Further Fuel has Been Added to the VAR Fire

Every week VAR creates controversy. It is not a new controversy. It is the same controversy as the week before, as the week before that. After most match weeks, there will be screenshots of offside lines depicting marginal calls or replays of contact which fans believe should’ve been fouls. The post-match discourse cannot escape VAR, it seems. 

Across world football, the same thing is happening. Many wonder, though, whether the severity of the reactions is an outlier in the Premier League. In the Bundesliga, in La Liga, in the J-League – in most leagues, these decisions happen and, while they cause a stir, a collective sigh and explain-that-to-me, the fans of Premier League teams seem to take it to a new level.

Officials from IFAB and FIFA are trying to organise ways to solve the VAR problem. It’s become an existential issue for the sport. Players, managers, club officials, league officials, and governing body officials all lament its current use. Major pre-match and post-match analysis from key pundits like Jamie Carragher and Gary Neville focus on these decisions. However, removing it from the game doesn’t seem a likely fix. What are the current solutions on the table, then?

Behind the Scenes

A common complaint is that it’s difficult for fans to understand what is happening on the pitch during VAR checks. The communication feels like it’s missing a key piece. One solution is to hear the refereeing discussions being had while VAR is in use. It is common in the NFL for referees to speak directly to the stadium and those at home to announce a decision after a flag is thrown. In Rugby Union, referees wear mics too, which allow them to be heard. This technique and equipment offers fans greater intimacy with the sports.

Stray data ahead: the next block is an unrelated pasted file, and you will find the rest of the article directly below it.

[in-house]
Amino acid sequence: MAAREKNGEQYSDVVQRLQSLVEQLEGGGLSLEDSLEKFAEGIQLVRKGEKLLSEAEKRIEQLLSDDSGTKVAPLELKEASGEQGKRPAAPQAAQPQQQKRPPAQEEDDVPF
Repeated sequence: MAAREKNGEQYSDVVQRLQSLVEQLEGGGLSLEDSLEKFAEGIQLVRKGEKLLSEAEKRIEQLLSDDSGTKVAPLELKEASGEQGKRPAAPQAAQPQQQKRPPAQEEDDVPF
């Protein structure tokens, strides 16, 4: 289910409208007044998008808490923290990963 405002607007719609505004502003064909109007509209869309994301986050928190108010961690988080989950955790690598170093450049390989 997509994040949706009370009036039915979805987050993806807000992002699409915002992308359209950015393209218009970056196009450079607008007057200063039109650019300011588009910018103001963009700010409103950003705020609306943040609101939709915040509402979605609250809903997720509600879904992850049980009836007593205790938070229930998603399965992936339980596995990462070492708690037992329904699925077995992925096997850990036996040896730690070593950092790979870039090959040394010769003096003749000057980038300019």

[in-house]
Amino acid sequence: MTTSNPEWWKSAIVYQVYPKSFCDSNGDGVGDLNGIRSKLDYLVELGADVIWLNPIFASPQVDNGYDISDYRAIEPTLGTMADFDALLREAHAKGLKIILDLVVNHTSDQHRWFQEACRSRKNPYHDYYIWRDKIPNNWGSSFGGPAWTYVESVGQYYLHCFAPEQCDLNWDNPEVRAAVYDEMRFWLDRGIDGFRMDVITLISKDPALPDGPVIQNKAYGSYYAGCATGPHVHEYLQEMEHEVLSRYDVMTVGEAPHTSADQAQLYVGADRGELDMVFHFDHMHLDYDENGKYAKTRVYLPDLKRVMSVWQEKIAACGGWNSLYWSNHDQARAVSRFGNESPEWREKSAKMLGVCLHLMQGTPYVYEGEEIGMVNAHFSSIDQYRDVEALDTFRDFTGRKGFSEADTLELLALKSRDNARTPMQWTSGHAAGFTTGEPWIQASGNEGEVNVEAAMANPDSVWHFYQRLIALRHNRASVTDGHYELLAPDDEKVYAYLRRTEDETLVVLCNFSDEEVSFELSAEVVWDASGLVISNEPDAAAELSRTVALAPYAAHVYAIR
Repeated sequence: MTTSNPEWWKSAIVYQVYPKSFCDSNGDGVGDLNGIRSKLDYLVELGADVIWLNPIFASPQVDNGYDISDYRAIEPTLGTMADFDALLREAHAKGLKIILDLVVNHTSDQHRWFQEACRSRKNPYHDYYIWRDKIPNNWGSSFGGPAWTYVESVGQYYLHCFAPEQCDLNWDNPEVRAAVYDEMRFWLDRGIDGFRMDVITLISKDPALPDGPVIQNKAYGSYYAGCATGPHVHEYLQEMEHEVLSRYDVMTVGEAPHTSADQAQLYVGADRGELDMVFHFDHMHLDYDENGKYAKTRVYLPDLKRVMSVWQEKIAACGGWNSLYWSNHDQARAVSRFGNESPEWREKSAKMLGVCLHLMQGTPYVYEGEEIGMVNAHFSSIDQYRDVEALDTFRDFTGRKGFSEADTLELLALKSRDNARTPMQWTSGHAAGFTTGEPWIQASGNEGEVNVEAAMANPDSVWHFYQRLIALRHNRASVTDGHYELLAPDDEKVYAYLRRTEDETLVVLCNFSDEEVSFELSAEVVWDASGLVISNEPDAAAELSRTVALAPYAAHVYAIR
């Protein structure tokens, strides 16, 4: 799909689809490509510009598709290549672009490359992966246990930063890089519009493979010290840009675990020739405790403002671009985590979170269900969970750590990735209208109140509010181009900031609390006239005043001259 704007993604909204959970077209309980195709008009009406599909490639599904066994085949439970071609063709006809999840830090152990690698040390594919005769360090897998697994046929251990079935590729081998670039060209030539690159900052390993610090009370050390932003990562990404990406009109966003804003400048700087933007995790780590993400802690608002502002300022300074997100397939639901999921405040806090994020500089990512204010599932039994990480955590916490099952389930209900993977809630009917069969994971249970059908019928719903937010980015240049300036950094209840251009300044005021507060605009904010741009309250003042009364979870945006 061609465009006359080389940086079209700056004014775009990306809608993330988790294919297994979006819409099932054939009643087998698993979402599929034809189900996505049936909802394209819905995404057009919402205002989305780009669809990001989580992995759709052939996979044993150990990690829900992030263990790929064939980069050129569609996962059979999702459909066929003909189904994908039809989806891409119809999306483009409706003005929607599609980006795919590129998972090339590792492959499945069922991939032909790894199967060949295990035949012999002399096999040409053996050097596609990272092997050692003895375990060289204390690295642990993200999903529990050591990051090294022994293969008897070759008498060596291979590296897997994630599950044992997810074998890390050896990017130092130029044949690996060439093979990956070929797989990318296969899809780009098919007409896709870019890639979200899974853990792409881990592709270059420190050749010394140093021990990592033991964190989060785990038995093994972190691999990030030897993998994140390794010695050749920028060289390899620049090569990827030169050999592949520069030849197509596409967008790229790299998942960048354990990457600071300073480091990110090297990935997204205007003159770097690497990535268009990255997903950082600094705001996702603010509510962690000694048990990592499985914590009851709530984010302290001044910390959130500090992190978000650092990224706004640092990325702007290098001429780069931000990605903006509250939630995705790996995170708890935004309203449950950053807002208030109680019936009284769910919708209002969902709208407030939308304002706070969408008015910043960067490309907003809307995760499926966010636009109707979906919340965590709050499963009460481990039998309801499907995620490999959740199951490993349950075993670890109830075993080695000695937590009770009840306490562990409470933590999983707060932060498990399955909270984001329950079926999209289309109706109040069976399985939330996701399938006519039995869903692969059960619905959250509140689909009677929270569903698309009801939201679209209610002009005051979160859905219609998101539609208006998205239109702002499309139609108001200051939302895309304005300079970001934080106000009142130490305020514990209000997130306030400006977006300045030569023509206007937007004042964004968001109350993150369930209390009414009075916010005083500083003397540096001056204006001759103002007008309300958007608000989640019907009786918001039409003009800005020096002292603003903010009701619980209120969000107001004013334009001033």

This behind-the-scenes look is common now in other arenas too. There are examples like GGPoker who sponsor top talent to stream to their Twitch channel and play at poker tables, offering the opportunity for the audience to interact with the stars and understand certain processes they go through. Esports in general allows this. 

Traditional sports, then, may have lost the mystique afforded them by previous modes of coverage, and now fans want greater information about the sport’s inner workings. However, the one downside of this is that there will be, potentially, greater scrutiny of refereeing decisions if fans know the ins-and-outs. It is not likely to aid refereeing performances.


How long it takes for VAR referees and on-field referees to come to a decision about a play or an action is another pain point for all involved. Goals which are given as legal, which appear to pundits as undoubtedly so, often take thirty-to-forty seconds to be permitted. Equally, those hairline offsides, when lines are drawn from a player’s sleeve cuff to another’s toe, are what fans point to and wonder about VAR’s effectiveness.  

Arsene Wenger, now known as FIFA’s Chief of Football Development, wants to semi-automate offsides. AI would be used to judge and assess offsides, by creating 3D models of players and ball instantly. He had previously argued for a change to the rules, but has since pivoted to this solution. What it favours then is speed. It will quicken the decision making process, make clear that whatever is deemed an offside is done so instantaneously. The sport will never be able to avoid marginal decisions, offsides that come down to millimetres. However, what it is trying to do is make sure that it becomes a little more invisible, that the game moves faster than VAR.

Written by Alan Spencer


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